Sotalia guianensis


The Guiana dolphin (Sotalia Guianensis) is a small South American dolphin which is often confused with the Tucuxi (Sotalia fluviatilis). In fact, these two species were recently taxonomically separated because they are two genetically different species. The data collected on this species is still quite limited given the recent change of its taxonomy, so the information is not comprehensive. It is also known as the estuarine dolphin.

Order: Cetacea
Family: Delphinidae
Genus: Sotalia


It is a species with an appearance similar to the familiar bottlenose dolphin (Tursiops truncatus) but smaller. Also, it is almost identical to the Tucuxi (Sotalia fluviatilis), and they are easily confused where their distribution range overlaps. However, the Guiana dolphin is approximately 30% larger than the Tucuxi.

It has a narrow and pronounced “snout,” very defined and with a medium size. Its curved dorsal fin is small and has a triangular shape and a rounded tip.

Weight and size.
Despite the similarities, its size is smaller than that of the bottlenose dolphin mentioned above but is larger than its closest relative, the tucuxi (Sotalia fluviatilis). It reaches 2.1-2.2 meters in length and an average weight of 60 kilograms.

It has a countershading with blue or gray on the dorsal area and white, light gray or even pink in the ventral region. The dorsal fin has the same dark color of such part, but the flippers are darker than the vicinity with a darker color similar to that of the dorsal part.

Distinctive marks.
Between the flippers and the dorsal fin, this dolphin has an area of light skin. Besides this and the size differences, it is somewhat difficult to distinguish it from the two species mentioned above.


The Guiana dolphin inhabits the waters of eastern South America and Central America, from northern Nicaragua to the state of Santa Catarina in southern Brazil. It is, therefore, present in the western Atlantic Ocean including some regions of the Caribbean Sea, the Amazon River, and its tributaries. In this regard, there are two ecotypes: one in the Amazon basin and another exclusively marine.

It inhabits coastal waters, bays, estuaries and shallow areas of the river and its tributaries as well as its delta, as long as the water is shallow.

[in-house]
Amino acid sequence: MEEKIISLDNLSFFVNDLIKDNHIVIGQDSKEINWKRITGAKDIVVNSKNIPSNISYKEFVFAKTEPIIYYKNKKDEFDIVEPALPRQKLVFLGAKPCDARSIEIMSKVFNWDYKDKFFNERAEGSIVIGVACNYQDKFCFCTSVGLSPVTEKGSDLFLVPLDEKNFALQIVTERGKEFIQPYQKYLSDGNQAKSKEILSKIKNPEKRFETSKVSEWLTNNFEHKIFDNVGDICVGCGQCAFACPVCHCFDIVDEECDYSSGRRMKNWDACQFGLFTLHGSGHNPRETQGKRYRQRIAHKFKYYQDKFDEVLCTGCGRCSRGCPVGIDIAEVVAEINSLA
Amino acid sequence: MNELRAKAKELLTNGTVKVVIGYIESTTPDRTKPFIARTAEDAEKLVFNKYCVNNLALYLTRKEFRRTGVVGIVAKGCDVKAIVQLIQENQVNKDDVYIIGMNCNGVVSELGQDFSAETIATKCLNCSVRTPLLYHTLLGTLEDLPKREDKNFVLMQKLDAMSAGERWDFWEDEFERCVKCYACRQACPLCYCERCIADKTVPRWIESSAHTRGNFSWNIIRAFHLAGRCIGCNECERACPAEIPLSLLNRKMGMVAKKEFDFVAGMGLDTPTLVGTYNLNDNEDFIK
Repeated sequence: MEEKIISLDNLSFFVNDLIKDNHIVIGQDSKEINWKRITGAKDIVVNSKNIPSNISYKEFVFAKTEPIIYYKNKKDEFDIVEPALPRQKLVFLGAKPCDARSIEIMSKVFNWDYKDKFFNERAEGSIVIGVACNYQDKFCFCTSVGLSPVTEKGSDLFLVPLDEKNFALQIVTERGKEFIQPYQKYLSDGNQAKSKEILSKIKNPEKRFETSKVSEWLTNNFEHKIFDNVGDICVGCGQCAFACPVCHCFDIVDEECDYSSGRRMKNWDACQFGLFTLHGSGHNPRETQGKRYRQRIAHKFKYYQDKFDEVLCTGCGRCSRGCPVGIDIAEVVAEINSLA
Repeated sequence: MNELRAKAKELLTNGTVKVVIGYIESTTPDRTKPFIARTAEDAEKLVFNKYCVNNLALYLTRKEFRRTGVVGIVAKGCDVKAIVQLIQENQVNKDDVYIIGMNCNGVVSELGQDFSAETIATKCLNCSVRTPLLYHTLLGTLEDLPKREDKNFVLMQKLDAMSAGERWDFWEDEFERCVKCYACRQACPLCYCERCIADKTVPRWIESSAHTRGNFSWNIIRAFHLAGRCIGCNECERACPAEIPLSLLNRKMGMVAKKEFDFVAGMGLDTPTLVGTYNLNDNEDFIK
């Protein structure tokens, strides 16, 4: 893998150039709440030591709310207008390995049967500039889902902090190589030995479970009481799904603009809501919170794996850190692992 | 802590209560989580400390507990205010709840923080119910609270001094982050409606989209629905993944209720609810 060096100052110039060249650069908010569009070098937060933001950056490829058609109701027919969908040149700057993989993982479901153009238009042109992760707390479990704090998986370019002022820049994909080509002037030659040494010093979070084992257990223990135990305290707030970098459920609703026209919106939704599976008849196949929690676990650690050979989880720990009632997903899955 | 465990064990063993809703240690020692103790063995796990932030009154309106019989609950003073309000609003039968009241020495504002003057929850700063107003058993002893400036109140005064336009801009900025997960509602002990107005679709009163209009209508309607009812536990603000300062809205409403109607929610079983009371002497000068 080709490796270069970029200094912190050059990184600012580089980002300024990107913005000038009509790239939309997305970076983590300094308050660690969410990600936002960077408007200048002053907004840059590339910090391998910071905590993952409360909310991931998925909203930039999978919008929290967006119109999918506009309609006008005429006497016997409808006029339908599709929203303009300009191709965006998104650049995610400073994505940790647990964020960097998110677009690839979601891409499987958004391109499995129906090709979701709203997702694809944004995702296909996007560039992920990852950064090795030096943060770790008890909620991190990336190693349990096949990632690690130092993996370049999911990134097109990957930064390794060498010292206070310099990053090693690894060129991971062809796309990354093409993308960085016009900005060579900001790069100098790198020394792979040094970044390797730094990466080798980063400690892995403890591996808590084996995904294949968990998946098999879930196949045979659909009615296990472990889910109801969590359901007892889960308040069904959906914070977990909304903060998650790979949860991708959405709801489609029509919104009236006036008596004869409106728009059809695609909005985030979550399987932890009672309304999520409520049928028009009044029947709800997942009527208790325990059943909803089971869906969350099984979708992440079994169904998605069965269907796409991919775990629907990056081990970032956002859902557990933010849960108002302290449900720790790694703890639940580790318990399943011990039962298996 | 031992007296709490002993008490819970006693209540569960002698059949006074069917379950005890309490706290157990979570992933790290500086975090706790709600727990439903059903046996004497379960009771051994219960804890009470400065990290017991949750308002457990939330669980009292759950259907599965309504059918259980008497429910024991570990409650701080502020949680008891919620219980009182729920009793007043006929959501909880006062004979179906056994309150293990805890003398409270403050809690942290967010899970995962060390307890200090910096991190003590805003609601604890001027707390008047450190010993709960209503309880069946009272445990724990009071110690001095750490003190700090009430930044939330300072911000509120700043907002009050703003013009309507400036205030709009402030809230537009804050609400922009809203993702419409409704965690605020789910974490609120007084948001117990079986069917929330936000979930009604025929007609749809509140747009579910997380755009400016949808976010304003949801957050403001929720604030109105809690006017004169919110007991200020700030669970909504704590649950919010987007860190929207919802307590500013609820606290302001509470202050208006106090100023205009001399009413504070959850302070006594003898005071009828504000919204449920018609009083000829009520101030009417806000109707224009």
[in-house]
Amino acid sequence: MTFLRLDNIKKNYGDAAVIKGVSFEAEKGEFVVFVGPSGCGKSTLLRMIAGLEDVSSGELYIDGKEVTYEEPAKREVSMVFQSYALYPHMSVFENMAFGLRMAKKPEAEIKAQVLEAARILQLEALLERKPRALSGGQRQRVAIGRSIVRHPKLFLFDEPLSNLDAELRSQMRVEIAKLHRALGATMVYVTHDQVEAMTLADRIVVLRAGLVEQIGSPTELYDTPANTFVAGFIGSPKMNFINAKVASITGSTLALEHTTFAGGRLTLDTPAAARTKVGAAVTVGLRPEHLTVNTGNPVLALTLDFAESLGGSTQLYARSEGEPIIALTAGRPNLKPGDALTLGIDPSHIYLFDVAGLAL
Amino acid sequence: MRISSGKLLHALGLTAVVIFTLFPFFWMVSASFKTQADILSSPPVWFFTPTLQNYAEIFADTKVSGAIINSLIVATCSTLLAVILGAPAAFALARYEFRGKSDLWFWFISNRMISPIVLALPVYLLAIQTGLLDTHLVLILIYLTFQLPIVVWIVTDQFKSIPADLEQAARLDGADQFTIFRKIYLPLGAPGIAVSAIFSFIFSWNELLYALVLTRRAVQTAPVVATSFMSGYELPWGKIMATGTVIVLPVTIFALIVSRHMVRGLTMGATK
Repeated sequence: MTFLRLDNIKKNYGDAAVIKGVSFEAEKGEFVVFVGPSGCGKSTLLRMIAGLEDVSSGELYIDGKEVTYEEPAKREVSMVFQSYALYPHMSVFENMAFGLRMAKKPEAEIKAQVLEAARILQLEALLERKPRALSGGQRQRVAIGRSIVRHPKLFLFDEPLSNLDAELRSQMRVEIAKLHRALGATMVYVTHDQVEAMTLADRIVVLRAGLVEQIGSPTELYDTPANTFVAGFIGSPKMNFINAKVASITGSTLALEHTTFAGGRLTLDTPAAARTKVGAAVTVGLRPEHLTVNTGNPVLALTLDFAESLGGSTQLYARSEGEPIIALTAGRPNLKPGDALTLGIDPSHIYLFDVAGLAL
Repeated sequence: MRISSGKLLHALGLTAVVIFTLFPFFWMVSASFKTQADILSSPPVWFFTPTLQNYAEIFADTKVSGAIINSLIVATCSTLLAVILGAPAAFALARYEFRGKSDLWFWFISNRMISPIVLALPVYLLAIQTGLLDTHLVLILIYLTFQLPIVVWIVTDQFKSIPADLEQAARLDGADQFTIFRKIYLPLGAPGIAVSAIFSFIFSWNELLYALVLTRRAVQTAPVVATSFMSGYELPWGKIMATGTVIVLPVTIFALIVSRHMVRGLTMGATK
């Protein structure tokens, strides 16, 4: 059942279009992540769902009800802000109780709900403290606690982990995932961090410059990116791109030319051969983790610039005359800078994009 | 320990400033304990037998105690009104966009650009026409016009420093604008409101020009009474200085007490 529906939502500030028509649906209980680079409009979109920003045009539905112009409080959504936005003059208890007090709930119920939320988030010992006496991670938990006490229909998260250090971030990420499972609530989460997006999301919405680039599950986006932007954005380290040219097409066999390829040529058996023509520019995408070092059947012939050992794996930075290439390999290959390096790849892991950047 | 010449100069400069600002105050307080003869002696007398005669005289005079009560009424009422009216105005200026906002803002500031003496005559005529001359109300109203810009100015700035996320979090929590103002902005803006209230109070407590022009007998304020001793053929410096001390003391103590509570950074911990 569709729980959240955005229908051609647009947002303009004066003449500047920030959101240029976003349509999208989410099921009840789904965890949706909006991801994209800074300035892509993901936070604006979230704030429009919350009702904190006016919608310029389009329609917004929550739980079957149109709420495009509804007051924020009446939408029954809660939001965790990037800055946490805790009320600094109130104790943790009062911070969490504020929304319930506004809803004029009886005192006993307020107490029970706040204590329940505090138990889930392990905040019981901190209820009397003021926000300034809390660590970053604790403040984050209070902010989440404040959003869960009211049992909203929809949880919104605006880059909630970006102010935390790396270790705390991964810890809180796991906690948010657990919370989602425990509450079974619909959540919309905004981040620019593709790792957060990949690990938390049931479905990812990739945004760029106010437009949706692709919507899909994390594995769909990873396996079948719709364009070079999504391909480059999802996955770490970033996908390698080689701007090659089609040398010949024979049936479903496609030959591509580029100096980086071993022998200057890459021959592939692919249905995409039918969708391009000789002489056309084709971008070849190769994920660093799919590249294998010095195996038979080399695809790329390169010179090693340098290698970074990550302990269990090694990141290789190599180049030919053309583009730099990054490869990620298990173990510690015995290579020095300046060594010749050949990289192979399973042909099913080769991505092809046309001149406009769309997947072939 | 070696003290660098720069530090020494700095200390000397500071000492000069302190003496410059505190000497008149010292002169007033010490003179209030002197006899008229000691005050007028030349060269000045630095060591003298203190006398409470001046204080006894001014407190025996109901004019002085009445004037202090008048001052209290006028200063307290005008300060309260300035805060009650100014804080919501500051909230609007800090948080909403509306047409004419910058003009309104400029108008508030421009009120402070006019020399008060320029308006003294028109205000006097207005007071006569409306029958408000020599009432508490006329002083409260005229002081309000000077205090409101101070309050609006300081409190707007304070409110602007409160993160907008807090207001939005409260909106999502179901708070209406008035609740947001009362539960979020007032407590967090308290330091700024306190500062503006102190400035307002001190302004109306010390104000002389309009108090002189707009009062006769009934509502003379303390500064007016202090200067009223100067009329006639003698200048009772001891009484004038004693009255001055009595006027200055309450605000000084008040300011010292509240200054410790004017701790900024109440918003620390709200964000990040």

The carnivorous diet of this dolphin includes a vast diversity of fish species, but it also consumes squids and crabs. Part of its diet incorporates fish of the family Sciaenidae and the species Largehead hairtail (Trichurus Lepturus), Sardinella brasiliensis, Pellona barroweri, Harengula clupeola; Shrimp Penaeus schmitii and cephalopods of the species Lolliguncula brevis.

The Guiana dolphin is intelligent. It observes the habits and social structure of the fish (mainly of those that form schools) and uses its behavior to capture them and feed on them. Their method of hunting is creating a cooperative group, which once they detect a school of fish, they follow it, surround it and then take turns to feed while others keep the school compact and controlled.


It is a highly sociable species but creates small pods. The number of individuals in a pod usually ranges from 10 to 15, but occasionally there are groups up to 20 or 30 members. In some areas of Brazil, they swim in groups of 2 to 10 individuals. In fact, the size of the pods varies depending on the area where they live in, the activity they perform and even the time of the day.

The Guiana dolphins do not usually approach the boats because they are a bit shy. What they usually do is perform stunning acrobatics, ride the bow waves of boats, jump out of the water and hit the water with its tail and flippers. Therefore, most observations are made from far which makes research difficult as well as knowing more about their behavior.


Observations indicate that this dolphin reproduces every two years using a polygamous system. Sotalia guianensis reach sexual maturity between five and eight years of age, but females mature before males.

The gestation period lasts about 12 months, after which the female gives birth to 1 offspring with a length of 0.7-0.9 meters.

As all dolphin species, the mothers take care of their calves for a long time until they reach a size and age to defend themselves from predators.


The Guiana dolphin faces the constant threat of purse seiners and fishing gillnets where they get trapped or entangled and die. In several regions of South America, hundreds of these dolphins die every year due to bycatch. To give an example, just in the Amazon delta, about 2,000 Guiana dolphins die each year, and in other areas, people directly hunt they for human consumption.

About 2,000 Guiana dolphins die annually just in the Amazonas River delta.

Additionally, collisions with ships and vessels due to the high traffic in some areas of its distribution range, the degradation of their habitat because of pollution or coastal development and the disturbance as a result of human activities as industry and tourism complete the list of anthropogenic threats.

In the wild, it is predated by killer whales and sharks.

Conservation Status: “Data Deficient.”

The Red List of the International Union for Conservation of Nature (IUCN) does not have enough data to evaluate its conservation status, so it has a classification as “Data Deficient.” However, the CMS (Convention on the Conservation of Migratory Species of Wild Animals) has included the Guiana dolphin in Appendix II of species with an unfavorable conservation status.